The next pass you ride is a personal favourite of mine, the Splugen Pass. Straddling the border of Switzerland and Italy, it’s a rollercoaster of a ride with spectacular sights and mind-bending drama. On the Swiss side, a crazy staircase of 10 hairpin bends gets the blood flowing, and on the Italian side the road drops into a deep, narrow gorge, clutching to the side as a series of tunnels and switchbacks make the seemingly impossible descent.

There’s no rest once you reach the bottom of the road in Chiavenna, though. The final pass of the day is the tantilising Maloja Pass, which offers a perfect blend of fast, sweeping corners through a lush, green landscape, and a mental, switch back laden ascent to your evening’s accommodation in St Moritz, where you’ll be able to relax with the rich and famous.

The Dolomites

The formidable rock faces of cunturines spitze from Valparola pass

When I’m crafting a route, I often look for what I call ‘the Holy Trinity of Motorcycling’. That is the culture, the roads, and the views from the saddle. Get these three aspects right, and you can’t fail to make a top-quality motorcycling route. It’s a maxim that has underpinned every route I’ve created in the past five or six years, and it’s one that’s so perfectly present in this one-day ride in the Italian Dolomites.

It’s hard to describe the Dolomites without reeling off a list of overused clichés. Breathtaking, awe-inspiring, magnificent and incredible are just a few that would be ideally suited. Here, in this north-eastern area of the Italian Alps, it’s not uncommon to find yourself parked up at the side of the road, neck craned upwards, admiring the monolithic limestone rockfaces that characterise one of Europe’s, if not the world’s, most beautiful areas.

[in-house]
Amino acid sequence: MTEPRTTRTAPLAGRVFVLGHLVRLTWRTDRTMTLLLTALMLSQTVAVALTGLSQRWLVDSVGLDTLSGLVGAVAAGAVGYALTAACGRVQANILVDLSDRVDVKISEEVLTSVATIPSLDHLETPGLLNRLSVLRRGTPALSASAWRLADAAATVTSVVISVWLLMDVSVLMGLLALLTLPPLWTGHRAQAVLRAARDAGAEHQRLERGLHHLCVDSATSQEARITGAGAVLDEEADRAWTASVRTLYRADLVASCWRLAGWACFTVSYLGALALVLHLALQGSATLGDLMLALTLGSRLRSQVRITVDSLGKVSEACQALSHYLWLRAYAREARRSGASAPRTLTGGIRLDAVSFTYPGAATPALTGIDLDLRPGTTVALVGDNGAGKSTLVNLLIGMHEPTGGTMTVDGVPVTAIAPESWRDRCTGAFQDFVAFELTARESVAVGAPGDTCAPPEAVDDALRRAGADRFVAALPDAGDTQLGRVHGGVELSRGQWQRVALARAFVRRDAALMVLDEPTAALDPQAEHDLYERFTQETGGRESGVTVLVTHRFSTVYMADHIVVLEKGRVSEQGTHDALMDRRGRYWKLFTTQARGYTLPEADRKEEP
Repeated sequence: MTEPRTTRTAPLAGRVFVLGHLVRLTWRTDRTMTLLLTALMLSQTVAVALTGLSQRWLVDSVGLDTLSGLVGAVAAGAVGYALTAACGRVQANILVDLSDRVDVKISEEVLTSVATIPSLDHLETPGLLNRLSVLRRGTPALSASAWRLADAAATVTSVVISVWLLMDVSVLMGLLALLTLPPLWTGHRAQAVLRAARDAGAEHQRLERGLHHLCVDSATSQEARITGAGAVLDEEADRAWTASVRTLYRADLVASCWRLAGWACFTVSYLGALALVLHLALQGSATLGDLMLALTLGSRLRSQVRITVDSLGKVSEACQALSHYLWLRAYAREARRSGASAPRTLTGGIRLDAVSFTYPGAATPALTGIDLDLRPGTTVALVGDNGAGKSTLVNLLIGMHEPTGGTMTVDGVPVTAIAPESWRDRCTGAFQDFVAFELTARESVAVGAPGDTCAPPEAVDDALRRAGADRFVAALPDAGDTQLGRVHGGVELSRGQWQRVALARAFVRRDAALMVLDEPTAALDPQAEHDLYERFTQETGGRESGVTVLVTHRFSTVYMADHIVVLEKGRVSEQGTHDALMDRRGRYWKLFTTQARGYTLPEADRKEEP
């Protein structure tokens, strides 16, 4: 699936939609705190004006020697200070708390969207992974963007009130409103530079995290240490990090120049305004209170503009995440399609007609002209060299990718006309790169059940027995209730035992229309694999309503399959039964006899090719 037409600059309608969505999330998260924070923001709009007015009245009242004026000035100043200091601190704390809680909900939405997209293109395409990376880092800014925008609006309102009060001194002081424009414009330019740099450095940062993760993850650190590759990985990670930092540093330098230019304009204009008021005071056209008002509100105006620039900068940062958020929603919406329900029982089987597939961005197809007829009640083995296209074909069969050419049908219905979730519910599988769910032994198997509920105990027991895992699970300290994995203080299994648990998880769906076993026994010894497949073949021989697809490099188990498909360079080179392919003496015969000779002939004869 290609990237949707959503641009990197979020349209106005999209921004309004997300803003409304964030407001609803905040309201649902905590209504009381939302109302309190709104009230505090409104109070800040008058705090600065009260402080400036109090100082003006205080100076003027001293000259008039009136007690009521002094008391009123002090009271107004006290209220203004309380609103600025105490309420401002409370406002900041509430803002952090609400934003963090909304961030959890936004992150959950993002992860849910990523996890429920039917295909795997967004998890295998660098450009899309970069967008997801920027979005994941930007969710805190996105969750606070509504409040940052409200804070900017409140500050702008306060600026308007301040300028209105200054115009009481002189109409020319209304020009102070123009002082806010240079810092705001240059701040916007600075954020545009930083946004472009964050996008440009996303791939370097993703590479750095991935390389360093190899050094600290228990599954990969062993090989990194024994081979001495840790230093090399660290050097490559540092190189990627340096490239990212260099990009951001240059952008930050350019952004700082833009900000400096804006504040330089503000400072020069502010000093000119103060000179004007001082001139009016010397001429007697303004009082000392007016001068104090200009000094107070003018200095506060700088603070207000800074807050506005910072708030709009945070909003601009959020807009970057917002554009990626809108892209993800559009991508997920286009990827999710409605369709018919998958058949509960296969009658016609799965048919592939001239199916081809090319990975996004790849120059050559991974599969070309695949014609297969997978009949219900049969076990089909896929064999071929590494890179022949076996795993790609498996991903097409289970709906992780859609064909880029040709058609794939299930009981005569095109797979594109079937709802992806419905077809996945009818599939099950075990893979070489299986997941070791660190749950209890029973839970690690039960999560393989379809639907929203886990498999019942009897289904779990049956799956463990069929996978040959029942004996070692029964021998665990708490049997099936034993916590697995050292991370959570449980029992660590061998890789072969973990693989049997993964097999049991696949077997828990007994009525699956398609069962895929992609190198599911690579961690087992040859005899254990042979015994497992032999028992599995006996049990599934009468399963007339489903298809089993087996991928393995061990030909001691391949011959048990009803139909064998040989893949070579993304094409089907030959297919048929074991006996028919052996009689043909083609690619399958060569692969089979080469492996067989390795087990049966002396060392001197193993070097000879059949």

We start our route in the small town of Corvara, where you’ll find decent accommodation in a delightful setting (one of my fondest memories of touring in the Dolomites is sitting on my hotel balcony in Corvara, watching the sun disappear behind one of the towering mountains that surrounds the town). After an early breakfast, top up your fuel at the petrol station and be ready for non-stop thrills.

Immediately, you’ll be riding the Sella Rondo, a perfect circuit of four Alpine passes which circumnavigate the mighty Sella Massif. First up is the Campolongo Pass, then the Pordoi Pass, before you dive into the Sella Pass, and finally the Gardena Pass. Each one of these roads is sensational and, honestly, you could call it a day when you roll back in to Corvara after riding these four and you’d feel fulfilled. So, absolutely feel free to break this route into two days and do just that.

Click on the map to download this route

Otherwise, we carry on through Corvara and towards the Valparola Pass, where we ride under the dominant, hulking figure of Cunturines Spitze. This area was particularly busy during the so-called White War of WWI and there’s plenty to see along the roadside, including Forte Tre Sassi, an Austro-Hungarian fortress which is now a museum. And then there’s the crumbled remains of the Castelleto, a mountain which was blown up by the Italians to displace a particularly deadly Austro-Hungarian defensive position. Yep, they blew up a mountain.

We continue on over the Flazarego Pass and eventually Passo Rolle, a real favourite of mine which blends exciting twisties with beautiful views of Cimon della Pala, a peak that’s come to be known as the Matterhorn of the Dolomites.

From Passo Rolle, we head back north, riding the magnificent Giau Pass, which takes you underneath the towering rock spires of the Nuvolau Group, before dropping into the jewel of the Dolomites, the town of Cortina d’Ampezzo. Here, you’ll be able to park up for the night, find a great place to stay, and relax with a well-earned cold one reflecting on one of the best days of riding you can have on this planet of ours.